A pretty good example is here as it follows through with an example about how the interbank system works.
      http://www.cnbc.com/id/100497710#.

    8. The Dork of Cork says:

      Capitalistic growth in the eurozone has always been extractive of real purchasing power ( that is the very reason for credit banking in the first place – to engage the population in increasingly more pointless endeavours so as to aid the concentration dreams of the few.

      Watch Herzog’s 1982 Film Fitzcarraldo to grasp the true majestic absurdity of it all.
      There at the edge of the capitalistic inferno its dark light shines brightest.

      Irish car ( steamboat sales) up 30 % in January from a already boomy Jan 2014.
      It could be smart guys wishing to trade their paper / electronic deposits for moving metal or more likely credit banks giving their double entry money away so as to artifically increase profits

    9. The Dork of Cork says:

      With every new projection of capitalistic growth / globalisation the population adopts the position of Herzog’s Amazon Indian tribe / slave workforce.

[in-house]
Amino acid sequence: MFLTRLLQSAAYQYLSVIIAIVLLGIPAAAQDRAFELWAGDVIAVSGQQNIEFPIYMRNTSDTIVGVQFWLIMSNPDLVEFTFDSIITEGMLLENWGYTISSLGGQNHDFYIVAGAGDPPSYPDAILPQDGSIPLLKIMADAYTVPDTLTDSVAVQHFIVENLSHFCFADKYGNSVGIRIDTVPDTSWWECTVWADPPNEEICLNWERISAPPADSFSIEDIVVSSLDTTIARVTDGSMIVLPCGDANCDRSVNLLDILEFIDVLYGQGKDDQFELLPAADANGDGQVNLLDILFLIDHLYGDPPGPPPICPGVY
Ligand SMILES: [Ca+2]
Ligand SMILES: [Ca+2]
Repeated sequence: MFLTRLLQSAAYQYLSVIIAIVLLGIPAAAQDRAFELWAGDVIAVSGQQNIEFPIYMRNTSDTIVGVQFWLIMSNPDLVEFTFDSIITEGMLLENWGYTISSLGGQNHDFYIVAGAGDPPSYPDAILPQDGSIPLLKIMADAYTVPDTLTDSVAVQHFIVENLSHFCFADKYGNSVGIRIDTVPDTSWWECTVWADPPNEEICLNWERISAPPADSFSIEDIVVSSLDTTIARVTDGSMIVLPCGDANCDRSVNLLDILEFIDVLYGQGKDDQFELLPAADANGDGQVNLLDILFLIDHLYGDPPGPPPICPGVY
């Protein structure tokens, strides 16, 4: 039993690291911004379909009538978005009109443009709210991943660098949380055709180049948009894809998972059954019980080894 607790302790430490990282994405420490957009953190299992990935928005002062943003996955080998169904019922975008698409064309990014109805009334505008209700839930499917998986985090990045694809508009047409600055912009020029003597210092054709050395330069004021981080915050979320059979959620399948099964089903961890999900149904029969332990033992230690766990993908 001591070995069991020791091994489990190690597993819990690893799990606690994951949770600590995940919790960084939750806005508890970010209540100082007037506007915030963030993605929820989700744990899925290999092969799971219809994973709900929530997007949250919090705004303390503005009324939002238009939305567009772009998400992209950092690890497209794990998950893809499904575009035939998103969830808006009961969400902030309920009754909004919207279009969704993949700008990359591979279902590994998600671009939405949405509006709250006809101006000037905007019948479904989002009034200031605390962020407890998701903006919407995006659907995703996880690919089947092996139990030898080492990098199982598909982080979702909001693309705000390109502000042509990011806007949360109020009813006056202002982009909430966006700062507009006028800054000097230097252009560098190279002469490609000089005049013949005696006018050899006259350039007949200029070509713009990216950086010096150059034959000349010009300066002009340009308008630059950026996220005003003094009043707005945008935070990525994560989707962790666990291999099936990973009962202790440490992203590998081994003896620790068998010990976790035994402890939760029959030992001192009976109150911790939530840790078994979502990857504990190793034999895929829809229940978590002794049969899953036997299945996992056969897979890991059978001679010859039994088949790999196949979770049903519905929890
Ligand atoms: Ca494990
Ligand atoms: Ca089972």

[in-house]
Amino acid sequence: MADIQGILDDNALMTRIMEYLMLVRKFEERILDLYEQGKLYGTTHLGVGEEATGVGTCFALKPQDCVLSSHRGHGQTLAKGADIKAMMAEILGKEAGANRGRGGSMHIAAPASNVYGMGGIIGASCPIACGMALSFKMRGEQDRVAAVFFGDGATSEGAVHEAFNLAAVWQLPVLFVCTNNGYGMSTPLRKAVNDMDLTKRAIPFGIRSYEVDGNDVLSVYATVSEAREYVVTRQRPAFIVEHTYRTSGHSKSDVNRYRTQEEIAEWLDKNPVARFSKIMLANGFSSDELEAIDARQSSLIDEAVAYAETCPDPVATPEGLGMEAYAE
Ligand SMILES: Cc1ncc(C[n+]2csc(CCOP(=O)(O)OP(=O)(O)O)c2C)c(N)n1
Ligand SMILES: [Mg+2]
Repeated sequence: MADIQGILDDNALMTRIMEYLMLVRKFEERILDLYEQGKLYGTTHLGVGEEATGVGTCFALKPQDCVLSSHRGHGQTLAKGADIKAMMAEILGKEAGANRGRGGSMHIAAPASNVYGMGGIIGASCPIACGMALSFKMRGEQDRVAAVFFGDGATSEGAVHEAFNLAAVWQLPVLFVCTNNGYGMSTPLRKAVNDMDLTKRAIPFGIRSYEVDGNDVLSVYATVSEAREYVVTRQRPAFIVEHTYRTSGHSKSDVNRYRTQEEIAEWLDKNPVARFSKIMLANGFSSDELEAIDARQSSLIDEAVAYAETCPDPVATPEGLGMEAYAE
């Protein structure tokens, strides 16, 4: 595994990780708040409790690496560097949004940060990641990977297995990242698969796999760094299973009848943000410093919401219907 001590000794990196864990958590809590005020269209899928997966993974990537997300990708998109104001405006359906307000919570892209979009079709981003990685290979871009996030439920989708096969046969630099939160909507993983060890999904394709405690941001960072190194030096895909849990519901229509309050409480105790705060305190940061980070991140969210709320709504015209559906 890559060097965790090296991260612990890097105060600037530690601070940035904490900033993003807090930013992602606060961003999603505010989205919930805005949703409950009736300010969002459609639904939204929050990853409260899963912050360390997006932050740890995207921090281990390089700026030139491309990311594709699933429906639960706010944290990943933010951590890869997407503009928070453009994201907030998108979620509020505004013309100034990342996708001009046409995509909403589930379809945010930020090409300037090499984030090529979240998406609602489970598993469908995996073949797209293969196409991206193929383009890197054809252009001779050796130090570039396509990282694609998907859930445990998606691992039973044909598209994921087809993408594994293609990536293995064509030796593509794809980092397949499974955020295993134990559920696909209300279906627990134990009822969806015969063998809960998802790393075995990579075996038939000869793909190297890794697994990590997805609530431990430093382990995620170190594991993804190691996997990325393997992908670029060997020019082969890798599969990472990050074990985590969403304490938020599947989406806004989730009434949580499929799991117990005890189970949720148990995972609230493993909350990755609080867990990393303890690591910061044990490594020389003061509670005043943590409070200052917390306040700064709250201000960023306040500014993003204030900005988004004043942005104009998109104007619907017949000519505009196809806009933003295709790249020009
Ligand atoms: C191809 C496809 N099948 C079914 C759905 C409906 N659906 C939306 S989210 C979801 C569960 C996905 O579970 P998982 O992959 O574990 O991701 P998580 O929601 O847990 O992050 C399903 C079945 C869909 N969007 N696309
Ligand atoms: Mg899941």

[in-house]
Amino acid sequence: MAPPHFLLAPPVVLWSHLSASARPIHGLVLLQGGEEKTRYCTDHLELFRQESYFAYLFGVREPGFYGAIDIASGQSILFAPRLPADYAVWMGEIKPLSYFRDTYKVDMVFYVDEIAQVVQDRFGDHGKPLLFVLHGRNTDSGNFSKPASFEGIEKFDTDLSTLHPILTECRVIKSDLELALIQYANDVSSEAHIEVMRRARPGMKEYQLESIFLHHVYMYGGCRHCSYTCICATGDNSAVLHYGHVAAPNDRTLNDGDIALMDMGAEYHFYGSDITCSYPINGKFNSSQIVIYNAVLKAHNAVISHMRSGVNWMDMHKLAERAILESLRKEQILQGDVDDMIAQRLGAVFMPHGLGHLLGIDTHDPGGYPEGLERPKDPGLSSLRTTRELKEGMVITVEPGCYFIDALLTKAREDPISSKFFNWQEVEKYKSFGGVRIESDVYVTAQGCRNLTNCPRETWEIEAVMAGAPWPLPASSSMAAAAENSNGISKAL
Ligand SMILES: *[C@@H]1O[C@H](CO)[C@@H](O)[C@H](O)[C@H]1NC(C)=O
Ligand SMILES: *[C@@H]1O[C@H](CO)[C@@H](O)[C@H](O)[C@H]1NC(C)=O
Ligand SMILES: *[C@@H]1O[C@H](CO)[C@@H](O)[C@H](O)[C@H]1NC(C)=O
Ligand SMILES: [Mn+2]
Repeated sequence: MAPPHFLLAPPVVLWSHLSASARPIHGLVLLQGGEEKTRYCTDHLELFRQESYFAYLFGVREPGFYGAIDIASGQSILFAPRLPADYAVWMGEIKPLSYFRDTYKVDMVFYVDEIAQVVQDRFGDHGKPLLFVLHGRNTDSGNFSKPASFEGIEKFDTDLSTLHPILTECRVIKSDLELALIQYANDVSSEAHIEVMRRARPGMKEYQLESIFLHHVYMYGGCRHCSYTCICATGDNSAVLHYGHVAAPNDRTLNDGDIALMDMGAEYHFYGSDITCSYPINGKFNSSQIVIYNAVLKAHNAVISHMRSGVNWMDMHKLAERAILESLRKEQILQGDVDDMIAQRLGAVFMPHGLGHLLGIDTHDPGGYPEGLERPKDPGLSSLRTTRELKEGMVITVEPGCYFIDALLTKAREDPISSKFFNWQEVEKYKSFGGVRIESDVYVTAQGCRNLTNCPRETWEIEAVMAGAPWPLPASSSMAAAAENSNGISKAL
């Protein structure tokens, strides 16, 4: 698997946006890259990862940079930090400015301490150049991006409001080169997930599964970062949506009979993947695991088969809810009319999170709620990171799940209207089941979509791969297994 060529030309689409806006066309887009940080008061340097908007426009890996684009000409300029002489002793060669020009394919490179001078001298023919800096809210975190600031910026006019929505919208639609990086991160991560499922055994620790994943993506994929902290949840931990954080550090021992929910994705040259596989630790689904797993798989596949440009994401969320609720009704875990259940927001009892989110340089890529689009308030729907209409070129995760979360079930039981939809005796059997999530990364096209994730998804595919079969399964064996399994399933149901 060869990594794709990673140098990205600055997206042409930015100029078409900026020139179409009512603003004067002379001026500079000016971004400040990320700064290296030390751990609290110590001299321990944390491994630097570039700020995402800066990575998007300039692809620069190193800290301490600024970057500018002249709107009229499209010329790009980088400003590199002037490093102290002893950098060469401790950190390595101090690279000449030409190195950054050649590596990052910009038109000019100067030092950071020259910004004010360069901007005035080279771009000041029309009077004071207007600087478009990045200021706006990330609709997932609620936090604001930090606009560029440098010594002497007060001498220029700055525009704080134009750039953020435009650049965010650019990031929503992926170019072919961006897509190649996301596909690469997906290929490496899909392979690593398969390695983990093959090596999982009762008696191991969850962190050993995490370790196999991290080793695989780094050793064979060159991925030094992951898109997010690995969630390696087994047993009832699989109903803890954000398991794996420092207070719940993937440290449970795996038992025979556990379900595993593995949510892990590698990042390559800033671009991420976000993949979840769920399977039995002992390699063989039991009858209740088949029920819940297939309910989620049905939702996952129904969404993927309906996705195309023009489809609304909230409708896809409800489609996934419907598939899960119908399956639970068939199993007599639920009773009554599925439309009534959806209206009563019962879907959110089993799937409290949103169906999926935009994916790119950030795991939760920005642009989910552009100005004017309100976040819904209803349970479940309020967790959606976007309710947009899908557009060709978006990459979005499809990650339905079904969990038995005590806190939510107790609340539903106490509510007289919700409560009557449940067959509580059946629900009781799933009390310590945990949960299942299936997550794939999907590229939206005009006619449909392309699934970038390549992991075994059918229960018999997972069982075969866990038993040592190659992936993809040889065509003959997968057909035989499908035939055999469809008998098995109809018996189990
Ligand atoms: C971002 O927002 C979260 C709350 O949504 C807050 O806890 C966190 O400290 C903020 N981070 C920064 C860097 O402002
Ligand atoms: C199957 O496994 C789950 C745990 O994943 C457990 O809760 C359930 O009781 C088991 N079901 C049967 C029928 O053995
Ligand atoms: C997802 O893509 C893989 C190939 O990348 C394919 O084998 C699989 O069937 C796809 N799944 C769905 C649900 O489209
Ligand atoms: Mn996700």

The euro crisis is a break between scenes.
      Work has stopped as the actors and technicians engage in a bombastic fight about nothing in particular.
      However most of the paid crew are anxious that the show continue despite some animosity between takes.
      The tribal element stare blankly at a albeit shocking canvas of deceit which is a natural consequence of the forces behind usury.

    10. @James

      When banks lend money to a borrower, they simply create a deposit, …, the bank has created money.

      No, what the bank has created (as you describe it) is a set of books that don’t balance. Loaned money has to come from somewhere. Either the bank already has it, or it is allowed to get it overnight, but it has to come from somewhere. Even if the money is simply deposited back into the bank making the loan, it has to be there (inc. overnight) first.

    11. The Dork of Cork says: